Zero to One by Peter Thiel

Peter Thiel is a polarizing but influential figure in Silicon Valley and beyond. As one of PayPal’s co-founders and Facebook’s first investors, Thiel has an impressive legacy. Now the billionaire entrepreneur is helping steer companies to success with his venture capital firm Founders Fund. In Zero to One, Thiel encourages startups to think long-term, and to focus on solving problems that nobody else is solving. Although his contrarian views might alienate many people, few can deny his impact on technology and business.

Zero to One by Peter Thiel

Zero to One by Peter Thiel


1) Competition is overrated

“Focusing on competition and out-doing others makes us lose sight of the bigger picture. We are so obsessed with competition in our culture that we have internalized it to our core, but it traps us from putting our efforts into more useful and productive places.”

We fail to recognize new opportunities when we only focus on our competition. If you do what everyone else is doing, then you won’t break new ground. Commit yourself to being different and pursuing your own unique path.

2) Think for yourself

“Detach yourself from society and culture. Take a step back and see the world anew. Everything is fresh, strange, and interesting. It’s by approaching things differently and with unique perspectives that we can hope to create amazing things.”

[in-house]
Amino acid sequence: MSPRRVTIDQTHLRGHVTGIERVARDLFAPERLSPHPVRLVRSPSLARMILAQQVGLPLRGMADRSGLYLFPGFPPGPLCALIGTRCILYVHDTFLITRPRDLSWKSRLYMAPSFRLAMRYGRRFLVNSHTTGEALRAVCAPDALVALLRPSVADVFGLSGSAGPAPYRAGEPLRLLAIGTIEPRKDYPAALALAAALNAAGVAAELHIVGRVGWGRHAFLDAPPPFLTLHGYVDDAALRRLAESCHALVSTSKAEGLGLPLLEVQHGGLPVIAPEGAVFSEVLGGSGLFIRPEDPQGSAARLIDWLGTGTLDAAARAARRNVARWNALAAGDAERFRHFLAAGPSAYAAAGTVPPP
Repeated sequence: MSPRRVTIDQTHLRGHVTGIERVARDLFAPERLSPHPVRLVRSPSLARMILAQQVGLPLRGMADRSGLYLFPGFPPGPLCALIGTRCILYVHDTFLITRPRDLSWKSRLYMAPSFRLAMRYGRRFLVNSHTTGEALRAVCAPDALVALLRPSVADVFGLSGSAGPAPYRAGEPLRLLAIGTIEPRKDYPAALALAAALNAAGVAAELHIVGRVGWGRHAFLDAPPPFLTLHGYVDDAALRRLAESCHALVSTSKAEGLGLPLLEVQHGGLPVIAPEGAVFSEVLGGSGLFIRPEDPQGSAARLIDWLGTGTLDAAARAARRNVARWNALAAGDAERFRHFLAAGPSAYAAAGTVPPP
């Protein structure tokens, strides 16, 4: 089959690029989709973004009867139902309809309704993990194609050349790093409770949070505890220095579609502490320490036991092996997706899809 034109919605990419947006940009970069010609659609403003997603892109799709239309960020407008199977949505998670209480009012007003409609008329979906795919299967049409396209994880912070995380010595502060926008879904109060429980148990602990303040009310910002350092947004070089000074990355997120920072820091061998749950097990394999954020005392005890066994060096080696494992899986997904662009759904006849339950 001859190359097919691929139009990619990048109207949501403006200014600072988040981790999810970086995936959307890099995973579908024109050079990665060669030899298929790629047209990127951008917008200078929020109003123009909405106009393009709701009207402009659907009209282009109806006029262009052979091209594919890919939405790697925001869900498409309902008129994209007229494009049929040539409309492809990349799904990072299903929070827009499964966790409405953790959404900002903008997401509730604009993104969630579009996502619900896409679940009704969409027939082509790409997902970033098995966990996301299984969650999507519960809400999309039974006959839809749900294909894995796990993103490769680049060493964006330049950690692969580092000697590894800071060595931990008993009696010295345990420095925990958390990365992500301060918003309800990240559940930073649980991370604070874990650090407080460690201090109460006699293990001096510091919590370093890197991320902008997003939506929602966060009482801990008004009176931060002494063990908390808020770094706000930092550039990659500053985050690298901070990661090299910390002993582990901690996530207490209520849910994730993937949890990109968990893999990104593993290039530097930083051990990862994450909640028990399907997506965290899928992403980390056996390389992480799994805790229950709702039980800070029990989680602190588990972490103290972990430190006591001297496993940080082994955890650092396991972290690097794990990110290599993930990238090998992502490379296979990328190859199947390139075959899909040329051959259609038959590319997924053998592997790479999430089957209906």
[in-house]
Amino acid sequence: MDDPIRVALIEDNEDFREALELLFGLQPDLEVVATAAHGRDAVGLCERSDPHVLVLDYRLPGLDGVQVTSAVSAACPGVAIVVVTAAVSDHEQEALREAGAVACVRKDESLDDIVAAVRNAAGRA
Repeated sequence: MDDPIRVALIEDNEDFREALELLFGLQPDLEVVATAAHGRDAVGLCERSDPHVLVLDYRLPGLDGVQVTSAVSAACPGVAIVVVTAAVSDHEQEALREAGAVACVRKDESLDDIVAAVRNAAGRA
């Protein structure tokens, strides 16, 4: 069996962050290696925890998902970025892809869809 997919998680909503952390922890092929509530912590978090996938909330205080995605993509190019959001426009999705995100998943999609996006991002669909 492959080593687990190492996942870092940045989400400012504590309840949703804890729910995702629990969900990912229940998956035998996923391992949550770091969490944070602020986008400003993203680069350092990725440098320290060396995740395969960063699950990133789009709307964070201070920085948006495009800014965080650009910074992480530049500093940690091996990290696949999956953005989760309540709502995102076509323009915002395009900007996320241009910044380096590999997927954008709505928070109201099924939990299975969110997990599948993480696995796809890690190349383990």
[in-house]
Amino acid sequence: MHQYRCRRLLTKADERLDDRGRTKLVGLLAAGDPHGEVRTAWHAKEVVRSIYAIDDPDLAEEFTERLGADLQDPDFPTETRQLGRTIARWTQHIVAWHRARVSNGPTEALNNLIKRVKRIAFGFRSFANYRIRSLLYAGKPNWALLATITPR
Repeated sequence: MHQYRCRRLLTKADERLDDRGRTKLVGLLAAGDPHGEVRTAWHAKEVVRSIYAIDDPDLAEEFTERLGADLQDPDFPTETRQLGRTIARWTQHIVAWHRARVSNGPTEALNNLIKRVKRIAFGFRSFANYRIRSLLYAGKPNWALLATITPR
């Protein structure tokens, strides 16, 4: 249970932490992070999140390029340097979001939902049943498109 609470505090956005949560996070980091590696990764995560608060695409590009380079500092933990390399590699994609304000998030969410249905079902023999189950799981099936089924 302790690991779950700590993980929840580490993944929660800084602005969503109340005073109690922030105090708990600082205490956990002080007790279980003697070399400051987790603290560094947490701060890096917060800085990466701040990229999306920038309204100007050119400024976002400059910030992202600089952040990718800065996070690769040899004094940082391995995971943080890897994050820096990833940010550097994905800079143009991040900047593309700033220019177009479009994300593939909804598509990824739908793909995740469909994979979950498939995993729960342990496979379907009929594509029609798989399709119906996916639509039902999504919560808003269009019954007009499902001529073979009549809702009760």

Humans are naturally inclined to imitate each other. But this tendency is detrimental to the success of companies. Become comfortable with contrarian thinking. Question the prevailing norms of society, culture, business and technology.

3) Start with a small market

“Always strive to start out with small market…Pick a market with few or no competitors and set out to dominate that space.”

It’s better to start small and dominate a niche market. In smaller markets, there is less competition and you have more opportunity to dominate that space. Once your company is established, you can expand out into other areas.

4) Make vertical progress

“If you take one typewriter and build 100, you have made horizontal progress. If you have a typewriter and build a word processor, you have made vertical progress.”

Vertical progress means innovating. If you create something original that society has never seen before, you are making vertical progress. Horizontal progress involves working on things that others are already doing.

5) Have a long-term vision

“Starting a business and then constantly evolving and adapting according to demand and metrics is not enough to take us from zero to one. You have to set out to do something original from the beginning, not seek to conform to the market’s fluctuating expectations.”

Peter Thiel believes that the ‘Lean Startup’ movement is overrated. Although adaptability is vital to the success of startups, founders should also be committed to a long-term vision. Entrepreneurs must find the balance in being flexible with their tactics but persistent with their vision.